Later in the week I hopped on my bike and raced toward the rack of comics, as I was passing them by I leaned over and grabbed as many comics as I could, between 7 and 10 books. As I raced away I realized that no one had spotted me, it went just as I thought, perfect!

    The man who owned the store was a gruff World War 2 veteran who my father liked very much, I could tell this because my father didn’t offer many people the time of day, to him people were generally stupid and he said this often, “Patrick, that guys is an idiot, he talks about the war as if he misses it,as if it was something more than killing people, stay away from him.” But this shop owner was someone he admired, for what I didn’t know then, but he admired him for his guts. He also had two kids a year or two younger than me and they were good guys.

    My perfect crime wave continued until I heard the shop owner telling my father about the money he was losing one Sunday morning. Suddenly the perfect crime began to move around inside me, I began experiencing doubt, guilt, shame, and although I had stolen a first edition Spider Man comic, and a first edition Thor comic (both worth a ton of money later) coming up with a perfect crime to return the comics was not easy. Thoughts began to circle in my brain, I finally gave up and kept the comics. They would be lost later on as a reminder of my perfect crime.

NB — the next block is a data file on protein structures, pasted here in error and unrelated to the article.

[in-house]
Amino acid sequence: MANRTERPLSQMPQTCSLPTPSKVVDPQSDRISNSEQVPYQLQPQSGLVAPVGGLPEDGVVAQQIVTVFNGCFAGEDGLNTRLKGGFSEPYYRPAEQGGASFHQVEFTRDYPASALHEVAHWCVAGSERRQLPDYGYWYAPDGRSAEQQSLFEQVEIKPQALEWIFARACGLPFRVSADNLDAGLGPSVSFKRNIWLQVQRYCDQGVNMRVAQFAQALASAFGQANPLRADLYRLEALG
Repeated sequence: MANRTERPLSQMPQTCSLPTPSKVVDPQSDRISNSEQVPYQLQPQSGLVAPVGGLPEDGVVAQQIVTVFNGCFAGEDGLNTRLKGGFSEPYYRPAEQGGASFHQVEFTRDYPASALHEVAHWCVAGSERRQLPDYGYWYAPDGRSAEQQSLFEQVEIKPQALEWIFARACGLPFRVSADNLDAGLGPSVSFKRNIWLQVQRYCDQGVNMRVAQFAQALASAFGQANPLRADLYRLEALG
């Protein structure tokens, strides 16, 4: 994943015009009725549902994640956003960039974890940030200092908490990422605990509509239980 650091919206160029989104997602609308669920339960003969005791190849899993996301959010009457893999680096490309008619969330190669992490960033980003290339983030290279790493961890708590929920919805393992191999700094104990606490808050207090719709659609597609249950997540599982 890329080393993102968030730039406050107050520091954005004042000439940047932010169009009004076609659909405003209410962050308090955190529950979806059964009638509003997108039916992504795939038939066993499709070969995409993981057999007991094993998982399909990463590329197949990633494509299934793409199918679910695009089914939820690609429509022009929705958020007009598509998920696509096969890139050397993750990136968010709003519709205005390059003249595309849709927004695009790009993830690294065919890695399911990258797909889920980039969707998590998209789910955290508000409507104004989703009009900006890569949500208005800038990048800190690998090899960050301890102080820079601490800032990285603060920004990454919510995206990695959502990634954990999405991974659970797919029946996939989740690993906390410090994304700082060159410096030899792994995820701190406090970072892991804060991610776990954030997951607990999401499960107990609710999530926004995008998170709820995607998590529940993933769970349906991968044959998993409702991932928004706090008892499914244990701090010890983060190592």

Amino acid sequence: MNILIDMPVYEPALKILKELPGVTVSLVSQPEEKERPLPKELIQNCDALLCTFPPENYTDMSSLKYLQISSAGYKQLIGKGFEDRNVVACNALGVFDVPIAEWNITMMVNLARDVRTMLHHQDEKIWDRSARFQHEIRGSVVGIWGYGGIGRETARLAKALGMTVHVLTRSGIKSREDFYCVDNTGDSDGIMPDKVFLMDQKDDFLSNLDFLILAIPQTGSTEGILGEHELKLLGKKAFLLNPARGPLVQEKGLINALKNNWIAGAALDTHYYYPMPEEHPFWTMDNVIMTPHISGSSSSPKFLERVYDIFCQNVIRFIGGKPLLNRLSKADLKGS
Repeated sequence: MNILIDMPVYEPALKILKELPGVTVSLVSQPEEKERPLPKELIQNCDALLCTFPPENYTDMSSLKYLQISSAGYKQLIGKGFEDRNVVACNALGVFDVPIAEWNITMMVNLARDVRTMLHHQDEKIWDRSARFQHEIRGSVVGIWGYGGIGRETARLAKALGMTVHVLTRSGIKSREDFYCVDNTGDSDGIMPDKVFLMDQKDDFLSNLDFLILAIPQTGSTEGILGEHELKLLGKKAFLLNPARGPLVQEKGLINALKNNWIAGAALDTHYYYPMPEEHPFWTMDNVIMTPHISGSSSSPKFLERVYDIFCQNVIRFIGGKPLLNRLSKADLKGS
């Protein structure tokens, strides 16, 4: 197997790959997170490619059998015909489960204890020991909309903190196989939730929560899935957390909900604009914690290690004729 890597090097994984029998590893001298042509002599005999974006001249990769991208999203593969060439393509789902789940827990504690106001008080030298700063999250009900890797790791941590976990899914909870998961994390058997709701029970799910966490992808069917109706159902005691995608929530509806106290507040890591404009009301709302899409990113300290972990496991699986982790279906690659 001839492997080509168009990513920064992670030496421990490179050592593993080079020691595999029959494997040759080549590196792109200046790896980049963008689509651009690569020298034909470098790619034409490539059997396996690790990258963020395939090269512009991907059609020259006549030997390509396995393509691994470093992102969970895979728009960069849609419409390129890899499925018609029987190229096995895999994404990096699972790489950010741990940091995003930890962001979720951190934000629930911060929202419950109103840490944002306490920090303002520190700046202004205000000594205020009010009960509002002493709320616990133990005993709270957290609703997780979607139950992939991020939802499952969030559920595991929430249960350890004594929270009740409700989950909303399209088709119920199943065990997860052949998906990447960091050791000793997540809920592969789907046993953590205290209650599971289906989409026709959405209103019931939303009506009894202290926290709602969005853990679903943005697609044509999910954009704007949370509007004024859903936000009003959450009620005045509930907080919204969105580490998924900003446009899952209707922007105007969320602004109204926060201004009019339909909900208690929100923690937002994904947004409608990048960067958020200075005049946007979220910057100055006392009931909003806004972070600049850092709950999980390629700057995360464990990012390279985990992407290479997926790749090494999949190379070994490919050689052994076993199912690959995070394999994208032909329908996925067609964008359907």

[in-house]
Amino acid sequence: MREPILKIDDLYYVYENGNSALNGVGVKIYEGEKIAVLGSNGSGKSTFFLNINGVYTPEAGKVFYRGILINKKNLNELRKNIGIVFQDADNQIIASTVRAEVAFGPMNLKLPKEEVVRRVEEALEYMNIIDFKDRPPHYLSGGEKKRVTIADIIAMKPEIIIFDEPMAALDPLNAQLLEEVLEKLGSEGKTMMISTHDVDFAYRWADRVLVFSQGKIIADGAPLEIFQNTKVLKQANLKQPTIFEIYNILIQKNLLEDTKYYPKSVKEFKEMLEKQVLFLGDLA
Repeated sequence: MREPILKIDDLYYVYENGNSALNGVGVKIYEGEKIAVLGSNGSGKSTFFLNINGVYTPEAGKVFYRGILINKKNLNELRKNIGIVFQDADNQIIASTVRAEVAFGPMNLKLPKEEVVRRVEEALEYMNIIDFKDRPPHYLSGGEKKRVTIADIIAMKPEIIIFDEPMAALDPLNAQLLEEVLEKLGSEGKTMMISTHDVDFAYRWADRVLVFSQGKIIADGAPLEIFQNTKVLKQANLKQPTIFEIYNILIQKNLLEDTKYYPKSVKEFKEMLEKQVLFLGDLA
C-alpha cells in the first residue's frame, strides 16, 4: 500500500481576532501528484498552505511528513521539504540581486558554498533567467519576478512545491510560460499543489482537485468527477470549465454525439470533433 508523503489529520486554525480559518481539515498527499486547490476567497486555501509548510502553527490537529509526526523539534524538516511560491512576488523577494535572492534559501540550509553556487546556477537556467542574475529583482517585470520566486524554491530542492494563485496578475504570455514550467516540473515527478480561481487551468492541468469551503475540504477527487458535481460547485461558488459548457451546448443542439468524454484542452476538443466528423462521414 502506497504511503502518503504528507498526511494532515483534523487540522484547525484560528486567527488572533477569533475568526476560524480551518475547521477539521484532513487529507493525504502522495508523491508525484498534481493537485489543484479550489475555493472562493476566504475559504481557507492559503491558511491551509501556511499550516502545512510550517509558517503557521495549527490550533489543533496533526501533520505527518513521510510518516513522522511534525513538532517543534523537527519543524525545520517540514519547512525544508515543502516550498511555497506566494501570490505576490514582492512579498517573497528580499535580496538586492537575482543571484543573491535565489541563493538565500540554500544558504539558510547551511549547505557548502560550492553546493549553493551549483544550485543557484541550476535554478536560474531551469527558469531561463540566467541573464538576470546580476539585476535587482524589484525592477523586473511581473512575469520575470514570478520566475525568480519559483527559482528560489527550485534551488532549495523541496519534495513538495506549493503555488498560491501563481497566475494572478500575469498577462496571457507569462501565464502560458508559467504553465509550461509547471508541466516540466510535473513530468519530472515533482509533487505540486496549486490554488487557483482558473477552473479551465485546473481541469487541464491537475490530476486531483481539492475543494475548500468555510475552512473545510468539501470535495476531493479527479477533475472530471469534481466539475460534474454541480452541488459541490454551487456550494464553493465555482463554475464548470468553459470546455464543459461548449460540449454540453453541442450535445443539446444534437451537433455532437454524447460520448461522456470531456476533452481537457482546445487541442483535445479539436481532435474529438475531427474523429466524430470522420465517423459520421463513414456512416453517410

3. Postmodernist thinkers like Baudrillard don’t give enough credit to the transcendent powers of the human mind. They are surely right to say that our contemporary world mocks transcendence, and that our media landscape has been configured to leave people bemused and benumbed in the ever-tyrannical now. But they fail to see that the human mind is able to look far and wide into the nature of things and to offer up a critique. This capacity itself is not nothing. There is still something great about just being able to speak the truth. Bertrand Russell understood this point well. In “A Free Man’s Worship” he writes. Philosophical Society.com